All above cited plus discounted, still I maintain firmly that ‘The Godfather' can be read as a canon on how to be a leader of (primarily) men, as well as a terrific story. If you liked either of the first two movies [I’ll omit reference kindly to last installment], then, please, pick-up the book for a quick spin at very least. You’ll thank me! [Self-portrait below]
Saturday, November 14, 2009
Saturday, November 7, 2009
"There is golf and there is tournament golf. The two bear no resemblance to one another." - Bobby Jones
Truer words have rarely been spoken. Yesterday played first Best-Ball leg of interclub grudge match with Grove Park C.C. Always a nice schadenfreude experience watching grown men hack-up whole chunks of self-esteem like a college freshman four hours into an inaugral binge-drinking fest. Corollary to this is "I didn't think he could fit that many platinum horseshoes up there" reaction, which is only logical one to watching an admitted duffer hole-out from off-the-green for the third time on same 9 for a net par. Prism of tournament play pressure brings both ends of this spectrum into simultaneous sharp relief.
For myself this was first opportunity to see if new swing paradigm held-up to strain described above. It did. I've now reverted fully to my ages 8-14 [Ford-Carter Administration] baby cut with a degree of elasticity plus tempo possibly approximated only by platform dive-like pouring of syrup @ your local IHOP.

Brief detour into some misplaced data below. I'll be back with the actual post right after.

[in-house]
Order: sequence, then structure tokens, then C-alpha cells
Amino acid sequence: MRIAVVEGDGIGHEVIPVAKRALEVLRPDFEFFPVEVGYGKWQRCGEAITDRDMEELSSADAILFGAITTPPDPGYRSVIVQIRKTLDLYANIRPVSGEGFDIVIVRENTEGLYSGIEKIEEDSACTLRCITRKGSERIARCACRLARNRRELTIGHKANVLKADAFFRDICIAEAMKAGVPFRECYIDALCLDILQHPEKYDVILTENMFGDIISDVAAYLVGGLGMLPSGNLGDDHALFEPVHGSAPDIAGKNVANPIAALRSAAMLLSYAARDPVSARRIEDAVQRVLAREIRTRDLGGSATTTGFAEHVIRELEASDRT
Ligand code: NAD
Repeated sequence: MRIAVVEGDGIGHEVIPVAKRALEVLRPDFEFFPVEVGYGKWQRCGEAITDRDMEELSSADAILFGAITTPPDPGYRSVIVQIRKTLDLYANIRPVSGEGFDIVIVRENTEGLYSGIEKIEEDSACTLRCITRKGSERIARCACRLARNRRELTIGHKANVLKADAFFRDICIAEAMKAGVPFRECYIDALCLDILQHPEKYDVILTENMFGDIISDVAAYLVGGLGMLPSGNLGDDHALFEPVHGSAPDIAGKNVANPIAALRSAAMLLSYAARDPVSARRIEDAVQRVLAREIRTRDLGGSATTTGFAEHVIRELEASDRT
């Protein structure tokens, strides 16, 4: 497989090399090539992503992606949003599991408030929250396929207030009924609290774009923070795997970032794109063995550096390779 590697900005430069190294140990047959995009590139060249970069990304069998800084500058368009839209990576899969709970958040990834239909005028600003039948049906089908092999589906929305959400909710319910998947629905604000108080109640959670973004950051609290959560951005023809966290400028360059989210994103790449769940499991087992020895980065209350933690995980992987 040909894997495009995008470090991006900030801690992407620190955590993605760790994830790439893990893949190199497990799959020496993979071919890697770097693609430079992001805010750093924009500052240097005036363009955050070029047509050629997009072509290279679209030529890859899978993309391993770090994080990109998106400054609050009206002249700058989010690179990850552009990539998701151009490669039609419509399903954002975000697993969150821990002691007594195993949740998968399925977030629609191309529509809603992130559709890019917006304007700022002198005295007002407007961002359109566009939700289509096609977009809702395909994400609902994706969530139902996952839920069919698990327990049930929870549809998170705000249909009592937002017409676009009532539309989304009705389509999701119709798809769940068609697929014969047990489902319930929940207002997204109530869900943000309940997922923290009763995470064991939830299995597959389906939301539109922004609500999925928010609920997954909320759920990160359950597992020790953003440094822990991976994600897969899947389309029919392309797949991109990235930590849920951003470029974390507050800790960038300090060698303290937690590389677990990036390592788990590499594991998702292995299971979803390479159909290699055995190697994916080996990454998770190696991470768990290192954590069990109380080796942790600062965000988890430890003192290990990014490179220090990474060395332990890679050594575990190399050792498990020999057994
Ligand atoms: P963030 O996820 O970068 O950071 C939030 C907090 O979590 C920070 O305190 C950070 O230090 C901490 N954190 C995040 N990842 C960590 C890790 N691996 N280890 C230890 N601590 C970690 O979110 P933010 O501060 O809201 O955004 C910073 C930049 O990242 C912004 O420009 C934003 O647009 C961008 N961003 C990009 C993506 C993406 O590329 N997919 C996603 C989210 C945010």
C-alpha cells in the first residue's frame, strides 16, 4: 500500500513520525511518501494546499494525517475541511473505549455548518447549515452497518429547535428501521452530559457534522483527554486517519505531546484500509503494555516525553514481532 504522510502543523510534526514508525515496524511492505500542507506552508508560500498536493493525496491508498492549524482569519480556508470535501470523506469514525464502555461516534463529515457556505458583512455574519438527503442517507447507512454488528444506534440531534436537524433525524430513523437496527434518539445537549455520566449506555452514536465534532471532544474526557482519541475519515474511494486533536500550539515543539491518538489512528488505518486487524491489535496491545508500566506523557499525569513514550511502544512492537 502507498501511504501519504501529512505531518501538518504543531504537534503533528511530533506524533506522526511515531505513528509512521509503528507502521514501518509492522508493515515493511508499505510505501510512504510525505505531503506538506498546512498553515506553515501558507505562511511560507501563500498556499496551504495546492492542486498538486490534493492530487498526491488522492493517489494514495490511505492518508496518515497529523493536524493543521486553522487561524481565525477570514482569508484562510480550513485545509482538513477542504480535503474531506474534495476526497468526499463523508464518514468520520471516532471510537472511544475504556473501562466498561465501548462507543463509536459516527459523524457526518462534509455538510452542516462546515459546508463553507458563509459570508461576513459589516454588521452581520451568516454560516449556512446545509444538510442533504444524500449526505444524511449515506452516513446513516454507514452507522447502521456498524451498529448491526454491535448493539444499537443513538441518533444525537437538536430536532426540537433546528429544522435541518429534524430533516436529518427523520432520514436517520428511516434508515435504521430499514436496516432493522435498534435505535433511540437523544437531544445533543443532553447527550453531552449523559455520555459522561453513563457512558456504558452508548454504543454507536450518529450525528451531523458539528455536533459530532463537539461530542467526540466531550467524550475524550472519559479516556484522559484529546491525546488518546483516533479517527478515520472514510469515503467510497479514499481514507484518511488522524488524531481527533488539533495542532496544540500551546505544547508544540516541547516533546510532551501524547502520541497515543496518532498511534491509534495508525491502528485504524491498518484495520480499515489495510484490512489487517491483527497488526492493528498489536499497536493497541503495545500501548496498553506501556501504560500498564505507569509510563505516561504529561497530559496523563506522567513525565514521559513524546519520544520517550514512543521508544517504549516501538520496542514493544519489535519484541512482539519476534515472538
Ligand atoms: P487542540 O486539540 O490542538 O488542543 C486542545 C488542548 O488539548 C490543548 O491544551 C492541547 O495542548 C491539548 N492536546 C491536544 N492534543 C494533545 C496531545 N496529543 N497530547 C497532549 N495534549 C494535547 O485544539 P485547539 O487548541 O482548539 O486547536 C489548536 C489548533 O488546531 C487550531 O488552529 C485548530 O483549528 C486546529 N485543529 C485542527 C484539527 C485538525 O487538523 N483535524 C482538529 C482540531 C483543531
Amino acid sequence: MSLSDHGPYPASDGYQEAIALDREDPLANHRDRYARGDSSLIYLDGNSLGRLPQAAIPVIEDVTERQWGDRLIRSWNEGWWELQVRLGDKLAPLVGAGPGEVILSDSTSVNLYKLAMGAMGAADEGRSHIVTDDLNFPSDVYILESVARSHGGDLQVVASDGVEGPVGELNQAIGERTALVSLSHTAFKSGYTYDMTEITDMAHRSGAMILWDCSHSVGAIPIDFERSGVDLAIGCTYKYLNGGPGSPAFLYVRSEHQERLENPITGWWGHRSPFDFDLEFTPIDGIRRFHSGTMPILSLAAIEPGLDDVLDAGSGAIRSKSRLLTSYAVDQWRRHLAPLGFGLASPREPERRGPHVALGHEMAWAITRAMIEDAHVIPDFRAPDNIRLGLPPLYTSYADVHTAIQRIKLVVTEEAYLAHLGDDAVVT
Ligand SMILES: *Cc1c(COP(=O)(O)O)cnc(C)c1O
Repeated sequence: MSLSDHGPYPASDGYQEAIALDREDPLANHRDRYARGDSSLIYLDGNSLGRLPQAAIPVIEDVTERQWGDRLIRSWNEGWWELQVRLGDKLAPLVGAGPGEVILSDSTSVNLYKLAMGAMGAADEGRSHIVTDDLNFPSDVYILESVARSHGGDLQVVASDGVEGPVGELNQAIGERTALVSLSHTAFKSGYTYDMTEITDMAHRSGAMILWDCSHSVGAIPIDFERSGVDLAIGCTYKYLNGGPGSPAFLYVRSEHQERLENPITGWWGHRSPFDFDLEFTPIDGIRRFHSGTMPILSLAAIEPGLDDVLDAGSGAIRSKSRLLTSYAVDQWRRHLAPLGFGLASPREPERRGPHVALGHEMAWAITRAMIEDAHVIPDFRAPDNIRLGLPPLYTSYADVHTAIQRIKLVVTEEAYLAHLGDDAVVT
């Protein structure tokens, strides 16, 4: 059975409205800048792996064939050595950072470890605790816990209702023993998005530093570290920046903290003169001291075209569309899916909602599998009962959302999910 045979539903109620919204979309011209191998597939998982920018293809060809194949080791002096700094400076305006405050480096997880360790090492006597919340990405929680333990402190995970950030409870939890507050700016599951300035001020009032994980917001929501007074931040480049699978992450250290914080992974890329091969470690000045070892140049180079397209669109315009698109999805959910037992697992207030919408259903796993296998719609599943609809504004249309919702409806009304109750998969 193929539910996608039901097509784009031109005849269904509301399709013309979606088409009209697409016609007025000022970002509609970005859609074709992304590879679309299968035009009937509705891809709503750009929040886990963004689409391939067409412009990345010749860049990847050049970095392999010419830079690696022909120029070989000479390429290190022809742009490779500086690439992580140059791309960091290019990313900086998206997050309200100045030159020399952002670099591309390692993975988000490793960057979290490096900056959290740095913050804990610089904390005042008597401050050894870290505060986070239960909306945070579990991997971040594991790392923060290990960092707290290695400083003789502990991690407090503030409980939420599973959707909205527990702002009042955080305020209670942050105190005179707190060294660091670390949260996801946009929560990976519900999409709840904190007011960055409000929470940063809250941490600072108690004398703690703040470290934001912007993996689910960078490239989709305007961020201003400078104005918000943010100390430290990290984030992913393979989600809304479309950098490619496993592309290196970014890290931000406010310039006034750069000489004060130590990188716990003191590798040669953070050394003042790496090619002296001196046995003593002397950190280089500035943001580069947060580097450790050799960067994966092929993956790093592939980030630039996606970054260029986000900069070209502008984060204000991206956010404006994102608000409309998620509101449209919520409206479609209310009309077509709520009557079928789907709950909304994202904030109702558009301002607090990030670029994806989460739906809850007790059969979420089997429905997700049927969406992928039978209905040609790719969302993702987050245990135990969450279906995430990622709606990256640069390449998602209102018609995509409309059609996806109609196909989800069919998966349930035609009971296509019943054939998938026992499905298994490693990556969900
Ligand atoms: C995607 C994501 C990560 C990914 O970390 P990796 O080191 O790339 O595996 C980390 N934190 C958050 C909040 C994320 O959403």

"Promise to keep a box by bedside with your face emblazoned on tip ..." - Mrs. CGB
Such is sacred pledge espoused at dinner last night by my Blushing Bride in event I prematurely shuffle-off my mortal coil and she - after decent interregnum of at least a couple of weeks - begins to entertain new applicants to her portals of connubial pleasure. Personally, I think this is a killer idea above & beyond my spouse's snide comment. I see divorced men lining-up to slap-on images of ex-wives and being positively silly in delight they'll derive when (fully) using product. Lets get the silk screen presses fired-up!
Only real question now is if I dive into these waters, so to speak, and harvest this potential sunken booty of filthy lucre, will Mrs. CGB deign to lower herself to acknowledging the source of such publicly? Smart money is instead on her rapid generation of cover story that ole Uncle Red invented concept of 'White Sale' for linens south of Mason-Dixon line and class action suit got settled quite belatedly in favor of her 'Bama kinfolk. This would serve dual purpose of kicking-away spotlight from moi and, also, lining-up closet Rebs for her annual 'Jeb Davis Grits & Canapes Cotillion'.
Lastly I'm delighted that a good old friend, H.L. Mencken, is active again on Twitter.
After presumably an extended Bavarian bout of indigestion from his last Ocktoberfest revelling, the Bard of Balitmore is now bellowing weekly at the Scopes Monkey trial backbenchers and their daily boobism. A young snap of our Teutonic freund is to the right.
May his leave from the Internet never be so long again and, please, support his efforts by checking-out his august Twitter missives. You'll thank me, I'm sure, for suggestion!